Hills Like White Elephants

Ernest Hemingway's story Hills Like White Elephants

Ernest Hemingway's story Hills Like White Elephants is about an American man and a lady drinking beer outside a station bar while waiting for a train from Barcelona to Madrid. The atmosphere surrounding them is strained as the man attempts to persuade the girl to abort. The lady decides just to make the guy happy. As a stylistic device, Ernest employs imagery, allegory, and, most notably, symbolism. As a result, this paper will focus on the symbolism and how the author employs it in this story.


Hills and Elephant

"Hills" has been used by the writer to depict the obstacle or problem in the room. The couple is at a crossroad in their lives. They have to overcome the problem to go on with their lives. The hills also refer to the shape of the female body during pregnancy. White elephant signifies a gift the owner cannot dispose of yet it has no usefulness since its utility is overshadowed by the cost. Hence, the American guy sees the pregnancy as a white elephant by his false nudging. It also shows how a gift can be worthless to one person and priceless to another hence the baby is precious to Jig but not the man.

Bamboo Bead

The bamboo bead curtain acts as a symbol making as think of partitions and separations. The torn curtain mirrors the difference or separation between the two characters in the story. Something is hanging amid them as they are divided on the issue of abortion, their future and nature of their happiness. The fact that Jig wants the baby and the American guy is against it acts as a curtain between them. Only simple things such as what they want to drink can be communicated.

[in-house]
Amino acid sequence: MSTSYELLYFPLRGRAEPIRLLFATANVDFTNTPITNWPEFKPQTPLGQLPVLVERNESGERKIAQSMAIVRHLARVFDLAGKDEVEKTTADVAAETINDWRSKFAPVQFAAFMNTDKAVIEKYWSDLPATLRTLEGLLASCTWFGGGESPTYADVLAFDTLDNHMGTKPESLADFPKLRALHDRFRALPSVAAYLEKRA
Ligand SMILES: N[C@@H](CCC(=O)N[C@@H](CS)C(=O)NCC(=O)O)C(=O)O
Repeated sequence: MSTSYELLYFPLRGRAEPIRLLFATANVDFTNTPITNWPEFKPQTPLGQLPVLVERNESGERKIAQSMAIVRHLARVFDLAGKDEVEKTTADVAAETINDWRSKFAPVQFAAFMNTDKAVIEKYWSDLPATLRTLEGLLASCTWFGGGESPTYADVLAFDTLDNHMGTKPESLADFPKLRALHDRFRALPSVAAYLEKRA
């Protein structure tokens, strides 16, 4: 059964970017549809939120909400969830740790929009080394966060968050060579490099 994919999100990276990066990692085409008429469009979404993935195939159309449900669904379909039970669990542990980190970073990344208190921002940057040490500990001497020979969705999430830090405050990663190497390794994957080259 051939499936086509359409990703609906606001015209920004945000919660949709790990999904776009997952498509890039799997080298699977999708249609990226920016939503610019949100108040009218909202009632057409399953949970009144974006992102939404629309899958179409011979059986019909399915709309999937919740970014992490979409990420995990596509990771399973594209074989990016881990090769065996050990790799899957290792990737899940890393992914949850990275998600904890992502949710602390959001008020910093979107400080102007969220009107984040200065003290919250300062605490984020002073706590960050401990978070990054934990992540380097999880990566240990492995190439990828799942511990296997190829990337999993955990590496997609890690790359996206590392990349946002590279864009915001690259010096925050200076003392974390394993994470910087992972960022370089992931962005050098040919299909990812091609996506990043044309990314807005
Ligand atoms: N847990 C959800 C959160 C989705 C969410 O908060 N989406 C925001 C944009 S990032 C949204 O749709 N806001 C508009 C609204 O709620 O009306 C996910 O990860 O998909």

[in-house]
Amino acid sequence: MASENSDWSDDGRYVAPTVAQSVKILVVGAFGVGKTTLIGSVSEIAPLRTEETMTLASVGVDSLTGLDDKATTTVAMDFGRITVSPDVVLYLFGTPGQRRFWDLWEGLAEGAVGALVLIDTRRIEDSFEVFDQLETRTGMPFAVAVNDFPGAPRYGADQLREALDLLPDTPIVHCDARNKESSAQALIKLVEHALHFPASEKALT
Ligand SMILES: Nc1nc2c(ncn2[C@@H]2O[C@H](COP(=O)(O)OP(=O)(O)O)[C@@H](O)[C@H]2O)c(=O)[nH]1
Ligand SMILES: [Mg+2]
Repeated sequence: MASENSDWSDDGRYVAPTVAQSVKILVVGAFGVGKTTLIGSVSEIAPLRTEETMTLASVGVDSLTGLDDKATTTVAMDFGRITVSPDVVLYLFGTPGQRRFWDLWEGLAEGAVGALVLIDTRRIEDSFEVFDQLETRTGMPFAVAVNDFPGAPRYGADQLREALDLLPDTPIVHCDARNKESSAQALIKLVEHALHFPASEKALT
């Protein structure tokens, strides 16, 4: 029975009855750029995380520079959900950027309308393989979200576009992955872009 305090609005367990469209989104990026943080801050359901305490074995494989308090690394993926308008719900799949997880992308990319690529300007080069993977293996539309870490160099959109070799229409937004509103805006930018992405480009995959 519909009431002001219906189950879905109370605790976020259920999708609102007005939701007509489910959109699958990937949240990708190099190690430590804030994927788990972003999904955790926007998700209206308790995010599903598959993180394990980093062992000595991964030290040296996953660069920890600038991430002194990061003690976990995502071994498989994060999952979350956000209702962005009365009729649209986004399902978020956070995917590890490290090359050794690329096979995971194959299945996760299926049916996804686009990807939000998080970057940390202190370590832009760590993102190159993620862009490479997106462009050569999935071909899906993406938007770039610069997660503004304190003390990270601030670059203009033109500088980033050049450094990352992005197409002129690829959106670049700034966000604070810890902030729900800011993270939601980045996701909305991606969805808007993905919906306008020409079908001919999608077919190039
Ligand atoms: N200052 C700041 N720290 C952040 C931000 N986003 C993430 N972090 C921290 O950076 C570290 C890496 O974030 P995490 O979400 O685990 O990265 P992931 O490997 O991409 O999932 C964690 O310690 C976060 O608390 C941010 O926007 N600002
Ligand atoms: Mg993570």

"Close against the direction of the station there was the warm shadow of the building and a curtain, made of strings of bamboo beads, hung across the open door into the bar, to keep out files" (Hemingway 475). At this moment we anticipate to go inside the bar, but the narrator pulls us back to the table outside the bar. This picture gives us a feeling of being left out. Figuratively, the curtain blocks us from prying into their inner thoughts. The narrative is keeping us solidly on the outside allowing us to interfere with what the two are speaking and not how they are feeling or their reactions.

"The girl looked at the bead curtain. 'They've painted something on it,' she said. 'What does it say?'" (Hemingway 476). This statement depicts how the couple cannot communicate. Their words although spoken by in a shared language, are lost in translation. The couple in the story is killing time between Barcelona and Madrid trying to decide between getting married and abortion. The middle-ground between the decisions does not offer much comfort. The train station and luggage try to show a transition between worlds and experiences. The man and Jigs suitcases have stickers that give a record of their travels; the baggage represents a map of the journey that brought them to this point. 'He said nothing but looked at the bags against the wall of the station. The bags had labels from all the hotels where they had spent nights' (Hemingway 475). "Where they had spent the nights" and the stickers on the suitcases serve as a visual reminder of where and how Jig got pregnant. This also underlines the similarities between the couple being stranded on marriage or abortion and them being stopped halfway between cities.

The landscape where we see 'on one side of the tracks, there was no shade and no trees. However, on the opposite side were fields of grain and trees along the bank of the Ebro (Alashjaai 201). This shows the contrast between the barren and fertile land on either side of the tracks symbolizing the consequences of the decision Jig has to make.


Hemmingway in this story has done an incredible job in showing us the trouble of a couple in making a decision that will affect the rest of their lives. The tale leaves the reader with many questions that implore us to use symbolism for better understanding.

Works Cited

Alashjaai, Nouf Fahad. "The Interpersonal Relationship between Jig and the American in Hemingway's Elephants." The English Literature Journal (2014): 200-205.

Hemingway, Ernest. "Hills Like White Elephants." (2003): 475-478.

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